Nick Swisher says knee injury is like "dragging around my leg"

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Nick Swisher appeared as a pinch-hitter last night after an MRI exam showed merely inflammation in his sore left knee, but was clearly at significantly less than full strength while limping to first base on a ground out.
After the game he described it as “dragging around my left leg” and noted that “it’s starting to affect a lot of other things, my hips, my shoulders, the way I’m throwing the ball.” He’s slated to undergo a second MRI exam today and Swisher indicated to Marc Carig of the Newark Star Ledger that he expects the results to show something beyond inflammation:

We took the MRI before and it said that there was nothing, but I found that really, really hard to believe. We’ll go in there tomorrow and whatever happens, just take it head on. It’s been going like this for a week, man. As much as you want to be out there and be playing, on one leg ain’t exactly the way I want to be going out there. … If we get this MRI and they say, “Take a week off,” I want to get healthy.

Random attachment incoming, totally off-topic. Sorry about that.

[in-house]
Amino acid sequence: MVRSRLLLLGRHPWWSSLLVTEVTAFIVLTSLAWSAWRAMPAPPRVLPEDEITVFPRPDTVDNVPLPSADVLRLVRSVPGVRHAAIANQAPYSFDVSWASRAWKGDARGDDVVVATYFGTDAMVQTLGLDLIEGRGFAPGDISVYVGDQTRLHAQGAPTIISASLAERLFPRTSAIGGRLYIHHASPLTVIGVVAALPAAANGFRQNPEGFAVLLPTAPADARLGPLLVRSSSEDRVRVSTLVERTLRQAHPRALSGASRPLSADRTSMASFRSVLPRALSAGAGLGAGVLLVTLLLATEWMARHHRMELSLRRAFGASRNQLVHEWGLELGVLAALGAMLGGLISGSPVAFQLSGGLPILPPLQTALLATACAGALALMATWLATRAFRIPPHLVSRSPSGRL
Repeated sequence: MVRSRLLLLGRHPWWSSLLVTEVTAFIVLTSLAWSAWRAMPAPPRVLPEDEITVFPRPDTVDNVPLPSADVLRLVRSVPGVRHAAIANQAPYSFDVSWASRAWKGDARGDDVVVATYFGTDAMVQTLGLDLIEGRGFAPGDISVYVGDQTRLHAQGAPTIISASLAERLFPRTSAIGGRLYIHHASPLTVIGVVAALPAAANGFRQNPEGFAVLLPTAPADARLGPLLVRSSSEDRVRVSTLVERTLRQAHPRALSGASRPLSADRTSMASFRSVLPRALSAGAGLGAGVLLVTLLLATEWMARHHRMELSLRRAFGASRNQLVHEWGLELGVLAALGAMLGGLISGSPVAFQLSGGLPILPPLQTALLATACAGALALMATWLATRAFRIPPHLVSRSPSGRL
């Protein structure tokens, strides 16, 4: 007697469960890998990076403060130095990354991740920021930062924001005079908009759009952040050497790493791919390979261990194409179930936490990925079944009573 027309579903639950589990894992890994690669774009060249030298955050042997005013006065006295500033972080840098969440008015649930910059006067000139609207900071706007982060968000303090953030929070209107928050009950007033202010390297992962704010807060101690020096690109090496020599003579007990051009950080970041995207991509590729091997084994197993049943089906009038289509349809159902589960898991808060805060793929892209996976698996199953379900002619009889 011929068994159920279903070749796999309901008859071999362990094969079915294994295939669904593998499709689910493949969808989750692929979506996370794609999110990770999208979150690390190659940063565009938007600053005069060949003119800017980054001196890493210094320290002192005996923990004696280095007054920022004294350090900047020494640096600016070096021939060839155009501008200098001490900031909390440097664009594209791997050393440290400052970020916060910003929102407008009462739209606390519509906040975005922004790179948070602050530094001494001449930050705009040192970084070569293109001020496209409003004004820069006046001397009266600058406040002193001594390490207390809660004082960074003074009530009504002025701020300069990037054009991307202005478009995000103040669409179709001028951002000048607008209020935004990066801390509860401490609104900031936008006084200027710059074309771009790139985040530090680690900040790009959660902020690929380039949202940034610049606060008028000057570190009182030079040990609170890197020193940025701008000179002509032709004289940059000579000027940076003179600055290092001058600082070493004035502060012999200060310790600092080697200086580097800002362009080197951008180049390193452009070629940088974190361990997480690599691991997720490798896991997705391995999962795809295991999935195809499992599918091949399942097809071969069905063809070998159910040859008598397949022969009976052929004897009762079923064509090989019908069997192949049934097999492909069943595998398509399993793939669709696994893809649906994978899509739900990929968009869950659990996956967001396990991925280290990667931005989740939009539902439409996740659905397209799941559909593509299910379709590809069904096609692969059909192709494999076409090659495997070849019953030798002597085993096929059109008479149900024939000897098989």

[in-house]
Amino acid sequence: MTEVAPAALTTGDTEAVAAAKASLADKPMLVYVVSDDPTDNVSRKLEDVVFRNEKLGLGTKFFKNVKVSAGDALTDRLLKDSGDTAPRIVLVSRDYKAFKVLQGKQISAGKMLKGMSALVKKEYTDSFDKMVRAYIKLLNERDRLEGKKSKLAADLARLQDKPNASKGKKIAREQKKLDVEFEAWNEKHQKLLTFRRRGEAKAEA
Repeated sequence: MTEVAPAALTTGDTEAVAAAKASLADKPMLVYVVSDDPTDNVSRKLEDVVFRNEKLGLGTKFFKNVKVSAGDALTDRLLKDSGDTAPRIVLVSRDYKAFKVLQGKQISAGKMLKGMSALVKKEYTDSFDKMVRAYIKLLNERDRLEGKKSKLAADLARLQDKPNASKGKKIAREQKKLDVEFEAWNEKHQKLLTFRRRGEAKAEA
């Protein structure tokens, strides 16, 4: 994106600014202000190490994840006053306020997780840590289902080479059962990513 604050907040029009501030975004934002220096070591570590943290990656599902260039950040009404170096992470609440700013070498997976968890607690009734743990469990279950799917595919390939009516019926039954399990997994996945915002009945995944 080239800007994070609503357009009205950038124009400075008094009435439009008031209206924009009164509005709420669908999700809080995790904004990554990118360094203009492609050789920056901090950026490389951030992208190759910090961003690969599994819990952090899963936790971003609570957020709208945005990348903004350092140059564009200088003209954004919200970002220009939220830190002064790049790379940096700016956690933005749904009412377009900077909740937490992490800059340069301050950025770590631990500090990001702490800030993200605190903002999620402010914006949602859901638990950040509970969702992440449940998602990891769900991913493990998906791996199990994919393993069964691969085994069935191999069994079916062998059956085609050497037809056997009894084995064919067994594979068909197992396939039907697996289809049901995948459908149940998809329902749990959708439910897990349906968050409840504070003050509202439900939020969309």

Swisher originally suffered the injury last month when he fouled a ball off his left knee, but has remained remarkably productive since then while hitting .255/.327/.574 with four homers, three doubles, and 12 RBIs in 14 games.

Each owner will get at least $50 million in early 2018 from the sale of BAMTech

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Earlier this year Disney agreed to purchase the majority stake in BAMTech, the digital media company spun off from MLB Advanced Media. We know it as the source of the technology for MLB.tv and MLB.com, but it’s far more wide-ranging than that now. At present it powers streaming for MLB, HBO, NHL, WWE, and, eventually, will power Disney’s and ESPN’s upcoming streaming services.

The company was started by an investment from baseball’s 30 owners, so they’re getting a big payout as a result of the acquisition. Earlier this morning Jim Bowden dropped this regarding how much of that payout is in the offing in the short term:

That’s probably on the low end, actually. Some people I’ve spoken to who are familiar with the acquisition say the figure is more like $68 million in Q1 of 2018.

Good for the owners! It was a savvy, forward-thinking investment that, in the past, baseball owners might not have made. Bud Selig, Bob Bowman and others deserve credit for convincing the Jeff Lorias and Jerry Reinsdorfs of the world to think big and long term. It’s money out of the sky, raining down upon the owner of your baseball team for, basically, doing nothing.

Money which should be remembered when your buddy complains about a relief pitcher getting $6 million for only pitching 65 innings. Money which should be remembered when your team’s GM says that he has to cut back on payroll in the coming year.